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Venice on the Map
Venice on the Map
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Around the Lagoon of Venice
Around the Lagoon of Venice
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Venice, of course, is the Italian city with the canals and the gondolas and the distinctive, somewhat Byzantine architecture. The city is technically comprised of many islands scattered across the Lagoon of Venice, as well as a chunk of mainland, where most of the city's 270,000 residents live. But one principal island is the main focus of interest for tourists and historians.
The Main Islands
The Main Islands
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The Island of Venice
The Island of Venice
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The beginnings of Venice are a little hazy, but the city was probably started by Roman citizens seeking refuge from unwelcome visits by Huns and Germanic invaders. Venice became its own city-state in the Middle Ages and eventually became very rich and powerful, thanks to a strong navy and a strategic position which allowed it to control the central Mediterranean Sea. The Venetian sphere of influence was an unavoidable waypoint for Western Europeans travelling to Asia to trade, and much of the wealth resulting from that commerce found its way into the city. Venice also participated in the 4th Crusade and helped itself to a great deal of riches from Constantinople (now Istanbul) in 1204. All of this wealth led to the construction of many opulent palazzos and churches on the main island, most of which are still there. These buildings were built on top of many many wooden pilings, largely logged from regions of modern-day Slovenia and Croatia which remain deforested to this day.

Veniceís monopoly on the Asia route was broken, however, when Vasco da Gama of Portugal figured out how to get to Asia by sailing around Africa in the late 15th Century, and the New World discoveries begun by Christopher Columbus further diluted interest in travelling to Asia by way of the Mediterranean. Venice experienced a steady decline in military and economic power beginning around this time, though its influence in culture and the arts continued through the 18th Century. Venice lost its independence in 1797, thanks to Napoleon Bonaparte, who later made it an Austrian possession. The city briefly became independent again around the middle of the 19th Century, but joined the newly-formed Kingdom of Italy in 1866.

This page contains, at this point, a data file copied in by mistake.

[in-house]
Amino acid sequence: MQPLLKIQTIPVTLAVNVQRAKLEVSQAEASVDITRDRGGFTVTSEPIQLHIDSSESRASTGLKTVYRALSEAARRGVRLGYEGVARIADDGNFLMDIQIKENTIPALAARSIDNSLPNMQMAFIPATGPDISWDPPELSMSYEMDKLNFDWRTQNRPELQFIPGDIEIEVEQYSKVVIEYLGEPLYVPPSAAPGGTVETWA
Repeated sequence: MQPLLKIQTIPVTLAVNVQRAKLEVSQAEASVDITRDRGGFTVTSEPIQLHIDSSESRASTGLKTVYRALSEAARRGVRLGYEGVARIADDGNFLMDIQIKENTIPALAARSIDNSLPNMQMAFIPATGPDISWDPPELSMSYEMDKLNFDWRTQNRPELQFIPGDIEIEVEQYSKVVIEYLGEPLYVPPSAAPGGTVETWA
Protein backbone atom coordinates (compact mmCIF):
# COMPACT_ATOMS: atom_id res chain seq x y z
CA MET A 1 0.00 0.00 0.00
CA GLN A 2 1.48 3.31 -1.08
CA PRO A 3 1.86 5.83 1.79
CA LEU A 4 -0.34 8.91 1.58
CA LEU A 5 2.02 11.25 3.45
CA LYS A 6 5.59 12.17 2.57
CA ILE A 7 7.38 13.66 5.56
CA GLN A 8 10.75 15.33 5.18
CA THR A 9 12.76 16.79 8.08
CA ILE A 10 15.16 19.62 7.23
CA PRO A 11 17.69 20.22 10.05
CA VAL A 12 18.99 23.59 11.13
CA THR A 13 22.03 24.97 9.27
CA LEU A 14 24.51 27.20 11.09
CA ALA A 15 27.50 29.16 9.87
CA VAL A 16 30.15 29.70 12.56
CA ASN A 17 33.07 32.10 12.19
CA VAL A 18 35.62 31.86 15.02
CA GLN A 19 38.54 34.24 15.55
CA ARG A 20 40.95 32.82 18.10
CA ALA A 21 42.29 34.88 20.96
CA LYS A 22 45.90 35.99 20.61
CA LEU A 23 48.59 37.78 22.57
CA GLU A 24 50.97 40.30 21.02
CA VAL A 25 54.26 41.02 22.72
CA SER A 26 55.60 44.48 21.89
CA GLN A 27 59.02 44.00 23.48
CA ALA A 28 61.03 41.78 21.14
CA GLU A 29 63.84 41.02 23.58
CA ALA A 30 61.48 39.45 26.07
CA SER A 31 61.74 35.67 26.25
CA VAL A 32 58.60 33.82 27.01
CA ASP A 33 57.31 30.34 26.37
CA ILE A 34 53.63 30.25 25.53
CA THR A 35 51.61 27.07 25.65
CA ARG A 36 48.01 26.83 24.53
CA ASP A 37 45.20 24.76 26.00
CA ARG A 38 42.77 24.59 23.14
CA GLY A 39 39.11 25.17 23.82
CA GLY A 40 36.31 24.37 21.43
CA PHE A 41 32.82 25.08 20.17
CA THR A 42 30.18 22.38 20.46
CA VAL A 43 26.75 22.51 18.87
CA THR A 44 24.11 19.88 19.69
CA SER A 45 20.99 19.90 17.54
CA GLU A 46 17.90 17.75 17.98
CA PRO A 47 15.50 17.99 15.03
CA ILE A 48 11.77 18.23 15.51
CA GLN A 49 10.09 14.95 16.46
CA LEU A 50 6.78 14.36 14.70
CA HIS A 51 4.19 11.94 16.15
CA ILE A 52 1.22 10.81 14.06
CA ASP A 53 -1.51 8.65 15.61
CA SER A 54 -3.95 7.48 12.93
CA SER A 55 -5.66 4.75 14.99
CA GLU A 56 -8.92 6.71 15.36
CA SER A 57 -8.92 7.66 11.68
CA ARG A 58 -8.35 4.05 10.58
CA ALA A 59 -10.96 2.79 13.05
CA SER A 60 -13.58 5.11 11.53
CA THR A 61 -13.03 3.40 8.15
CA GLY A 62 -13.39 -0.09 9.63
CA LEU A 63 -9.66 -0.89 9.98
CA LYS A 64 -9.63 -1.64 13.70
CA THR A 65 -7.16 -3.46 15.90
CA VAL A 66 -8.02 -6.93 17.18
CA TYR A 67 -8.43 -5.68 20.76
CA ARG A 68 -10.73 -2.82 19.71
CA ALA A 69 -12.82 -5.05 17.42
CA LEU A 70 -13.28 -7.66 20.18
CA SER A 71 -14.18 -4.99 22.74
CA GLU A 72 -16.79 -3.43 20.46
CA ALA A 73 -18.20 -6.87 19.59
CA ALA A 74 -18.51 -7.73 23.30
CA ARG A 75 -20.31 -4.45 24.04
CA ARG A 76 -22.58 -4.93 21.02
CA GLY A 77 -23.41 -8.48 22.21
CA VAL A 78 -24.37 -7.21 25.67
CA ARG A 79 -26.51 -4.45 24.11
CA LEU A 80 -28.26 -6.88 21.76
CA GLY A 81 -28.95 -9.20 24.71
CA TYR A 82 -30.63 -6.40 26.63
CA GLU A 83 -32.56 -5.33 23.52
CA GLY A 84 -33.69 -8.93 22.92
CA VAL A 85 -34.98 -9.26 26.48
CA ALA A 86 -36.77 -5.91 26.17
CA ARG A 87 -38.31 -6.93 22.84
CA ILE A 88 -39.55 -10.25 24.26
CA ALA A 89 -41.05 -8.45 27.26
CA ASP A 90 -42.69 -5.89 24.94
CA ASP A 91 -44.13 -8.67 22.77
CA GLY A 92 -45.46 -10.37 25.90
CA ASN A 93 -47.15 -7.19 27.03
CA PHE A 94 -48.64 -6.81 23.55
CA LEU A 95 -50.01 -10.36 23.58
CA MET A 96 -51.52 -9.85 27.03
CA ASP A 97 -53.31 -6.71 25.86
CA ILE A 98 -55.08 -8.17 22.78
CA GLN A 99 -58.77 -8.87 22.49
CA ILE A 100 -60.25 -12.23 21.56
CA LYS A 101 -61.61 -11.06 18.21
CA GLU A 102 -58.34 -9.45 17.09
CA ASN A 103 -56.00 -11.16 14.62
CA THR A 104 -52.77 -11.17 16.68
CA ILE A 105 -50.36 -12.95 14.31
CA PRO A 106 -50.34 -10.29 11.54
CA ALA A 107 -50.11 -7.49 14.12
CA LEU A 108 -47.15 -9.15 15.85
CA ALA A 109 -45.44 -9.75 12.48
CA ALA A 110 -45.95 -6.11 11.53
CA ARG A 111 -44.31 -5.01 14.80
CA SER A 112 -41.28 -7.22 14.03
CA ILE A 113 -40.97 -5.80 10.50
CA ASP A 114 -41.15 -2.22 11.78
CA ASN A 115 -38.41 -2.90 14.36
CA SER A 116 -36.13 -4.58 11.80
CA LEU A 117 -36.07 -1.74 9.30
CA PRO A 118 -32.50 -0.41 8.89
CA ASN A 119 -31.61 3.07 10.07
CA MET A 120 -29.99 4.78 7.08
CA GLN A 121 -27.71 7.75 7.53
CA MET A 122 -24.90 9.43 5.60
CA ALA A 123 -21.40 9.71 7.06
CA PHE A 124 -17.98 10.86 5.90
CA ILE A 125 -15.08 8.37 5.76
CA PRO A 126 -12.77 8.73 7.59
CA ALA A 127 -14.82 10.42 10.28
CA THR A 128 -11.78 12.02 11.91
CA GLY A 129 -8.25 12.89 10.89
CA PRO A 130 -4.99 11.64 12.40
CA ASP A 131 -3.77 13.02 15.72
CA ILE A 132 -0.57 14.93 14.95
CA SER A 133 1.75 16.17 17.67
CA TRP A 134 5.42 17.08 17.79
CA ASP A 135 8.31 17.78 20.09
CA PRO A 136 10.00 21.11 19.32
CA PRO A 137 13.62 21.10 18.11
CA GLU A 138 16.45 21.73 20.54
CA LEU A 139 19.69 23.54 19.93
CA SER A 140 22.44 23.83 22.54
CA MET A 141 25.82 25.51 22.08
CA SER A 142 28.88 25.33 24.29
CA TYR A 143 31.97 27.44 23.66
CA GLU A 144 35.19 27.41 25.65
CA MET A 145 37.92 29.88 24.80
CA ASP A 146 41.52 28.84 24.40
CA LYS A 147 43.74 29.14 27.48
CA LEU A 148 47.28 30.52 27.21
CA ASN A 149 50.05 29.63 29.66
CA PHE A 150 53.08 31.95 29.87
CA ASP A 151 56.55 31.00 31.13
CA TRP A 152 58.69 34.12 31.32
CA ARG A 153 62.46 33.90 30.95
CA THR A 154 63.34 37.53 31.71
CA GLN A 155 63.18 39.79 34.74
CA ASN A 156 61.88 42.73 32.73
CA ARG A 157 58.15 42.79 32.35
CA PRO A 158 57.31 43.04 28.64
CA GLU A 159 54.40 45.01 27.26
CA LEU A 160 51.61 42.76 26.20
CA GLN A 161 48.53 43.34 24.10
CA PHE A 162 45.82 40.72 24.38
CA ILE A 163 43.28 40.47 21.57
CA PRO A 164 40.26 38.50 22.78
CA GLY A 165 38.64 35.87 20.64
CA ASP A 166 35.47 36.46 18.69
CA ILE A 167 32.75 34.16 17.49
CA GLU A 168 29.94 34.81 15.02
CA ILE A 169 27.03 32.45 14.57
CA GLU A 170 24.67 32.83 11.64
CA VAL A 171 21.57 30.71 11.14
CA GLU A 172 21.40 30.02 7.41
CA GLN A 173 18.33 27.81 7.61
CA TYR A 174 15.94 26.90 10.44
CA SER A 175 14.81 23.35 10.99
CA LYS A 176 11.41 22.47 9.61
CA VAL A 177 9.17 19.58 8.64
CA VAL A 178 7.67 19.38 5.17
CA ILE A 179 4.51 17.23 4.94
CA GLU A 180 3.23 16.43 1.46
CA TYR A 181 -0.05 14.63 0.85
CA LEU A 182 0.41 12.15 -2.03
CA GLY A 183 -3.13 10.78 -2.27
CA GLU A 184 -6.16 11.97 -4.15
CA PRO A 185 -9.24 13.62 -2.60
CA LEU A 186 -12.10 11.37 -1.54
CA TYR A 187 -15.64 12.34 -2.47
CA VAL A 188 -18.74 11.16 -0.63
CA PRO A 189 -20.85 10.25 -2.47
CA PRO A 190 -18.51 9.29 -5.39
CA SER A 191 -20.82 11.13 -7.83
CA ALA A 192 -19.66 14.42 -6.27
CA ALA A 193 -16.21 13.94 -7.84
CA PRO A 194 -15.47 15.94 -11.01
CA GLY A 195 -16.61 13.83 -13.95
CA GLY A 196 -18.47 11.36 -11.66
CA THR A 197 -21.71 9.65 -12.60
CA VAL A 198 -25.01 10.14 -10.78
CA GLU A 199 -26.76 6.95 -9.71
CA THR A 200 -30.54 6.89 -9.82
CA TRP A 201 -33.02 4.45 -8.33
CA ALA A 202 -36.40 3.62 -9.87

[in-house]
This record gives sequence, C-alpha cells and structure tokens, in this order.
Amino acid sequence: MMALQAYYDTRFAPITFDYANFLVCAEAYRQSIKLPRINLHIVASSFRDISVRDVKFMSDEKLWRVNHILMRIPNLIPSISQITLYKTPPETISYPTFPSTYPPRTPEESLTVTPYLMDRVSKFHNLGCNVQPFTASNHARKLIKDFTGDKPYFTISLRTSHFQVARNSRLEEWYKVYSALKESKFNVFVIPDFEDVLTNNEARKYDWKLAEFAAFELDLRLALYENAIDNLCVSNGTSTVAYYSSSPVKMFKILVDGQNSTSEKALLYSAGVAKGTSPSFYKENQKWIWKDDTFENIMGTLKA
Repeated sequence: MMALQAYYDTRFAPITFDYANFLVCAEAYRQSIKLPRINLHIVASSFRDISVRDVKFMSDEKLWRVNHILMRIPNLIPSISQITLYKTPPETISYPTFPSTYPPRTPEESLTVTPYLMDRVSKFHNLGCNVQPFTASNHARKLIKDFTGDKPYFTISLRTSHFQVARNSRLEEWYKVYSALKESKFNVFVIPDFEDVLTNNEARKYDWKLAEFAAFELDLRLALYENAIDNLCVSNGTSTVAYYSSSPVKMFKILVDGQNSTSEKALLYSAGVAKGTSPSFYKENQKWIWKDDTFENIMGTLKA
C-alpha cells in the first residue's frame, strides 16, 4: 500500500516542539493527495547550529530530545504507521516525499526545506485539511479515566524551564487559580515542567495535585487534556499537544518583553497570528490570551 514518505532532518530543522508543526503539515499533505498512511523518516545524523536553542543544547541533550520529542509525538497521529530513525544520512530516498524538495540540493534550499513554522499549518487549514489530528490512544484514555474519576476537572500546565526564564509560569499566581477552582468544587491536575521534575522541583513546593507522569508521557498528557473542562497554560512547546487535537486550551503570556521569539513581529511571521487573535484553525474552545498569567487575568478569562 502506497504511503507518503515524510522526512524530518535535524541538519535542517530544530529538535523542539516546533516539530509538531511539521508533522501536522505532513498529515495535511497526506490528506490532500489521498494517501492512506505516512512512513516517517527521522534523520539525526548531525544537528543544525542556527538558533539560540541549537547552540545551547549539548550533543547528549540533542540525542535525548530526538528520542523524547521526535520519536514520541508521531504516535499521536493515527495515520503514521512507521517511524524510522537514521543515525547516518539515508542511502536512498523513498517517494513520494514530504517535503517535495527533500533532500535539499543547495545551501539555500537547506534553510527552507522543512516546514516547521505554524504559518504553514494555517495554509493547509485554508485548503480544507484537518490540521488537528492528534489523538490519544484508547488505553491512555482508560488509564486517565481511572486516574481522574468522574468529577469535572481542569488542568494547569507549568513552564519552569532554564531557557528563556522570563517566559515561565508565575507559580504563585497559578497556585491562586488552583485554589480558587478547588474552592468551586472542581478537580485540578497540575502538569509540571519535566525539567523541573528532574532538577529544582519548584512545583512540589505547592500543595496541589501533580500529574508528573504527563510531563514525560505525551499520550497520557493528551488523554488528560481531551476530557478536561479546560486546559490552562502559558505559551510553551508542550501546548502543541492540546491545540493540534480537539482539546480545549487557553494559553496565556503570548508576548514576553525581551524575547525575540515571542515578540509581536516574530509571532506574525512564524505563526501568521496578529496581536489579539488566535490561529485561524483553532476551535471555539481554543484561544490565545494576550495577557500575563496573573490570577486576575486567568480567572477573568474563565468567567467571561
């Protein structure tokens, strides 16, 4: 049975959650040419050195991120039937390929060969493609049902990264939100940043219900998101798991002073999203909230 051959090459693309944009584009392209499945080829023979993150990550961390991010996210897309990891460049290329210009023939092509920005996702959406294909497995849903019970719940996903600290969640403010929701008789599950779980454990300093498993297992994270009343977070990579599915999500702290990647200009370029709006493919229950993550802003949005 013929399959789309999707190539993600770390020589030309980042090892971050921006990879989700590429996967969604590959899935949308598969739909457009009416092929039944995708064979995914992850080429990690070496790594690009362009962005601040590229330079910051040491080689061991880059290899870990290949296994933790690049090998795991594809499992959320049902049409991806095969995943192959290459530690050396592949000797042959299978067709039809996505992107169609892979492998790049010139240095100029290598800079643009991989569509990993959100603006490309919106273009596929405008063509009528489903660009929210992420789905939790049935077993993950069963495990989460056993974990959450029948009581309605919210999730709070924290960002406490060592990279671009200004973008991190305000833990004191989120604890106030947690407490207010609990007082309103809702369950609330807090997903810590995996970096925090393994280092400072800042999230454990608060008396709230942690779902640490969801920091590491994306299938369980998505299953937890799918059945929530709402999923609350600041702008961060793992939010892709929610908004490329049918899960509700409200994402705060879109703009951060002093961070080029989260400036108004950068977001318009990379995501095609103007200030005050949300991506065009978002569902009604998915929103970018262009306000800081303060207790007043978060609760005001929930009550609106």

We began our approach to Venice from a distance, with a relatively uneventful taxi ride to the Aeroporto Internazionale di Napoli, where we boarded our inexpensive easyJet flight. On taking off, we had a nice view of Vesuvius, marveling at the density of civilization surrounding the killer volcano on all sides. One can only hope that volcano science is sufficiently advanced at the time of the next eruption to give ample warning to the residents, and that the residents at the time are smart enough to pay attention.

Mt. Vesuvius from Naples Airport
Mt. Vesuvius from Naples Airport
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Mt. Vesuvius from the Air
Mt. Vesuvius from the Air
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The flight to Venice was a short one, taking just over an hour. We landed at Marco Polo International Airport, located on the shore of the lagoon.

Venice and Bridge to Mainland

Venice and Bridge to Mainland